The 1,500 people walking around the Desert Springs Marriott appear as diverse as the Pitt-Jolie family. Yet despite being of both genders and of every age and race, they all seem like old, white insurance salesmen. They're confident, friendly, and wearing boxy blazers affixed with thick, plastic name badges. And they're probably not people the Pitt-Jolie family would hang out with.
They gathered in Palm Desert, Calif., last August for the annual Toastmasters International Convention. While Toastmasters has been teaching people how to improve their public speaking since 1924, the nonprofit started aggressively pushing for international growth when Daniel Rex became executive director in 2008. The 250,000-member organization now adds global Toastmasters at about 10 percent per year. (Much of the growth comes from India and Sri Lanka, places where people want to learn business skills—and English.) This month, Toastmasters begins its 2011 International Speech Contest in which 38,000 contestants from 113 countries compete for the chance to walk around a hotel next summer in a boxy suit and name tag—and the title of World Champion of Public Speaking.
Toastmastering has gone from a small-town pastime for shy groomsmen to a globalized business finishing school. While Toastmasters still has a base in small towns, 60 percent of its clubs are now in corporations. There are toastmaster clubs at Bank of America (BAC), Caterpillar (CAT), Intel (INTC), Microsoft (MSFT), and Wells Fargo (WFC). Aspiring rhetoricians—typically in their late 20s and early 30s—join because they're looking to enhance their career prospects. "There was that Chris Farley motivational speaker on Saturday Night Live," says Rex referring to a dark moment in the annals of speechifying. "That's not what we do! We help the new supervisor who just got promoted and doesn't feel comfortable talking to the five people working for him. We teach people skills, but what we really teach is confidence."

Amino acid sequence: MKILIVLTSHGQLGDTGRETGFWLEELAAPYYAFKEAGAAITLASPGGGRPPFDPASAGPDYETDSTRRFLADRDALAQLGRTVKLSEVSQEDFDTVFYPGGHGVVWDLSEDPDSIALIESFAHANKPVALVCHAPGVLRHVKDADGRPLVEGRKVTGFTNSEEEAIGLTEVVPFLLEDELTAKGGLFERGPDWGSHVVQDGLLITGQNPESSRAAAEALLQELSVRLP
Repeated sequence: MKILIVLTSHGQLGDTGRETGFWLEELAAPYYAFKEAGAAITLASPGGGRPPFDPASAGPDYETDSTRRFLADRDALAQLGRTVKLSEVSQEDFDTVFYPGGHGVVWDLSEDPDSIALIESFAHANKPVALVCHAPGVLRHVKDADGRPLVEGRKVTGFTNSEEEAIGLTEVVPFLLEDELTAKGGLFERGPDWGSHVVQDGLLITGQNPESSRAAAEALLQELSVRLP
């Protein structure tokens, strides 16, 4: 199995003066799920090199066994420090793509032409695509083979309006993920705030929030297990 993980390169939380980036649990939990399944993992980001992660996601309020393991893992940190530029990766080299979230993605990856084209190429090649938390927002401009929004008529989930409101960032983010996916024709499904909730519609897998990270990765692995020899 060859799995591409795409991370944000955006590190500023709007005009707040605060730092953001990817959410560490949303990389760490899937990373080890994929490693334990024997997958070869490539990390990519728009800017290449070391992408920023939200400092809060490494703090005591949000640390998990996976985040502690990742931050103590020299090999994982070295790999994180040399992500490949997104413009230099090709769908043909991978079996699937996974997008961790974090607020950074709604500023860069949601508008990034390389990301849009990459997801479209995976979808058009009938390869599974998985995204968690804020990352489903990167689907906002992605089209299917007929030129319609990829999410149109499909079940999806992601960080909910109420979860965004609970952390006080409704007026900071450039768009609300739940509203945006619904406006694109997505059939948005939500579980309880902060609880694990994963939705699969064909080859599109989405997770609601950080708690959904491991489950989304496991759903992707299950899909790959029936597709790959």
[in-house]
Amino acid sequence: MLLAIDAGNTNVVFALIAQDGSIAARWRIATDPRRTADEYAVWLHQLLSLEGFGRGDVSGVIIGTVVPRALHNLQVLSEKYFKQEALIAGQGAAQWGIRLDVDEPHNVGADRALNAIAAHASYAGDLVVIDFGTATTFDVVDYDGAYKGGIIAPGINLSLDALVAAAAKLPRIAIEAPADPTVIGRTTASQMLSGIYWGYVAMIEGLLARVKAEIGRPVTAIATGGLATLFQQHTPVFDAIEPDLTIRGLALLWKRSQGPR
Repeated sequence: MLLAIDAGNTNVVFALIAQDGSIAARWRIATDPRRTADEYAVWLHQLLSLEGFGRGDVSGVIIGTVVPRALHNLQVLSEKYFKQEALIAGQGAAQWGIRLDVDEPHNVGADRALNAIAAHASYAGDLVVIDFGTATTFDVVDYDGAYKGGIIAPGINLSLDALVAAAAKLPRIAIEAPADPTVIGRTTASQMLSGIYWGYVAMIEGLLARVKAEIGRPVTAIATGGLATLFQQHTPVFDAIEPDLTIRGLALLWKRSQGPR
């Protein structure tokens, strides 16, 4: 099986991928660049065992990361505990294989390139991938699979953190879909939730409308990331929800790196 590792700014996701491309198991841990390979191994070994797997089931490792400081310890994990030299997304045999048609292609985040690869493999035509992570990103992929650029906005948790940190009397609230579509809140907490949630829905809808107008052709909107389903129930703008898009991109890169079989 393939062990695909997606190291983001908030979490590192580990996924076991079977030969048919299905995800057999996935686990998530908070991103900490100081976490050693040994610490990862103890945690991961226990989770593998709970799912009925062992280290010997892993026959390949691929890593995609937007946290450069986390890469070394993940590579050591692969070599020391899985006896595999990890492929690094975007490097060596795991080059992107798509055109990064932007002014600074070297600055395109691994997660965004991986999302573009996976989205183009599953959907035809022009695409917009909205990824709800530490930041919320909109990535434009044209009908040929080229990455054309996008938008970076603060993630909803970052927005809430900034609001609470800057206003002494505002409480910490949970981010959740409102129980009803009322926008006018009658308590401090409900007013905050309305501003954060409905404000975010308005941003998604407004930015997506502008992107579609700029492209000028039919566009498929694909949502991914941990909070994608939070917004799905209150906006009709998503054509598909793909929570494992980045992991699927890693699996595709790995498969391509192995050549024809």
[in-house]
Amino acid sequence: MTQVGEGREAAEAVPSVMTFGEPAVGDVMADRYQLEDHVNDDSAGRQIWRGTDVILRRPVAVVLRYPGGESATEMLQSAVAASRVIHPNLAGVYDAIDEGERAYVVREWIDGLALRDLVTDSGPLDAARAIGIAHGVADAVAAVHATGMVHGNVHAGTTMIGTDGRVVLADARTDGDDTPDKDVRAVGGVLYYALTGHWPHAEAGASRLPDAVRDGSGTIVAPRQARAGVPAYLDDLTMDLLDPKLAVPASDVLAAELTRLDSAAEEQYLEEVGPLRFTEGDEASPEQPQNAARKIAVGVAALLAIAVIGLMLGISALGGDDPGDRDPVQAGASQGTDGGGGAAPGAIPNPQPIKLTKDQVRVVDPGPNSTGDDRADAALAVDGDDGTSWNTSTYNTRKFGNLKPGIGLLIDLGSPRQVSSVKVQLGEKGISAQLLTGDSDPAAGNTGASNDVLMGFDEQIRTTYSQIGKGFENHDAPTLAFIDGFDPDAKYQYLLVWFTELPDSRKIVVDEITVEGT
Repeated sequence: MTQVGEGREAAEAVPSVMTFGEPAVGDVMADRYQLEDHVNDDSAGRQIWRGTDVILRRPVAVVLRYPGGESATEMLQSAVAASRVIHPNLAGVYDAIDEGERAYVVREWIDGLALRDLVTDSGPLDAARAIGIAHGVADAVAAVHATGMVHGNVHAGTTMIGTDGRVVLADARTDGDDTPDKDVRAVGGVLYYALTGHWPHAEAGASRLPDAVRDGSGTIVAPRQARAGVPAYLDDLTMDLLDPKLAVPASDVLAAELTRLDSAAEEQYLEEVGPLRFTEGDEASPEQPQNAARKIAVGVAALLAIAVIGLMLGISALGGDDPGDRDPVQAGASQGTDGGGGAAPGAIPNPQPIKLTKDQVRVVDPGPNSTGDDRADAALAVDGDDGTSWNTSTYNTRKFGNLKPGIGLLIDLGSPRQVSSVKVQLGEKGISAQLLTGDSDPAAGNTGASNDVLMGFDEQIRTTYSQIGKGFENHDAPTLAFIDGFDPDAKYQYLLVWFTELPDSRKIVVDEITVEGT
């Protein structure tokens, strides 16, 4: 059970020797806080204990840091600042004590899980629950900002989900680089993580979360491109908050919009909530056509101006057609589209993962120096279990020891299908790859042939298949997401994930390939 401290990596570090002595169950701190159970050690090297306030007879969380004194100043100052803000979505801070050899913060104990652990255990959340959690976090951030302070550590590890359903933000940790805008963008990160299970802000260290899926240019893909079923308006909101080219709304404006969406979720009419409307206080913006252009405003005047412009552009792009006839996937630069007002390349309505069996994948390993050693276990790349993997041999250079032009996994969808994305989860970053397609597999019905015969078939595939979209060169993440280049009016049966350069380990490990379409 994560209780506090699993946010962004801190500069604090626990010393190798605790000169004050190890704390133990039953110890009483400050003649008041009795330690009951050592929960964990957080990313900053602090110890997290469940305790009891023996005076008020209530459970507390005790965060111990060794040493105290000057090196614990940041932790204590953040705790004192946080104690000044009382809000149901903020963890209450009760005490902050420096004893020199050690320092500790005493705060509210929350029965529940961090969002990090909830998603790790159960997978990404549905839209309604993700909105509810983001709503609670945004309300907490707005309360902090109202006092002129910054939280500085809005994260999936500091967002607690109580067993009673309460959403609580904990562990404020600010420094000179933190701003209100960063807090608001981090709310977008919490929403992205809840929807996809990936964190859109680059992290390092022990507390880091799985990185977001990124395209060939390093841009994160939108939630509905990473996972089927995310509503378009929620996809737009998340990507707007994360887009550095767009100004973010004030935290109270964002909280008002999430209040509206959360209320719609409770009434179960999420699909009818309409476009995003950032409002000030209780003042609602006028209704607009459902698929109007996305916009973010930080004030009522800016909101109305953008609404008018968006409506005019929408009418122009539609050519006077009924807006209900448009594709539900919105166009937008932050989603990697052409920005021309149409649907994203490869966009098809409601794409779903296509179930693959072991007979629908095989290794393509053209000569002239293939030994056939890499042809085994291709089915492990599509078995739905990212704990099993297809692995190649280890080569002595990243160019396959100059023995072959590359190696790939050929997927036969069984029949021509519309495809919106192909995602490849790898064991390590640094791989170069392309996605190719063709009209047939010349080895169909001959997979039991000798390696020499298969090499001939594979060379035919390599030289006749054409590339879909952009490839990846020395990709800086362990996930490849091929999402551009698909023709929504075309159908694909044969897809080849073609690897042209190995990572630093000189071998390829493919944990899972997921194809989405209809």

Experienced Toastmasters do tend to be confident. They also tend to have run across a country or sailed across an ocean—and are extremely happy to speak about it for five to seven minutes. John Rich, who teaches "communication leadership skills" Toastmaster classes at companies such as IBM (IBM) and Bell Canada, wears a kilt, it seems, just so he can speak about it. As Rich explains, for about five minutes, his dress code was inspired by the Canadian National Guard's Scottish division. "I branded myself," says Rich, who has cycled across Canada. "That's what Toastmasters needs to do. So people stop saying, 'Are you a drinking club? Do you make toasters?' "
Perception problems may exist because of Toastmasters' unique organizational structure. There are only 90 Toastmasters employees around the world, partly because so much work is done by volunteers. Members are required to make all sales calls to human resources departments as part of their "leadership development." This multitasking quirk, along with a complex membership hierarchy (from Competent Leader to Distinguished Toastmaster) and a raft of soberly titled booklets (Building Your Thinking Power, Part 1, Building Your Thinking Power, Part 2), makes Toastmasters seem like a self-help cult for the exceedingly normal. However, with membership at about $20 a year, and many booklets costing $5, if it's a scam, it's a scam run by an awful businessman.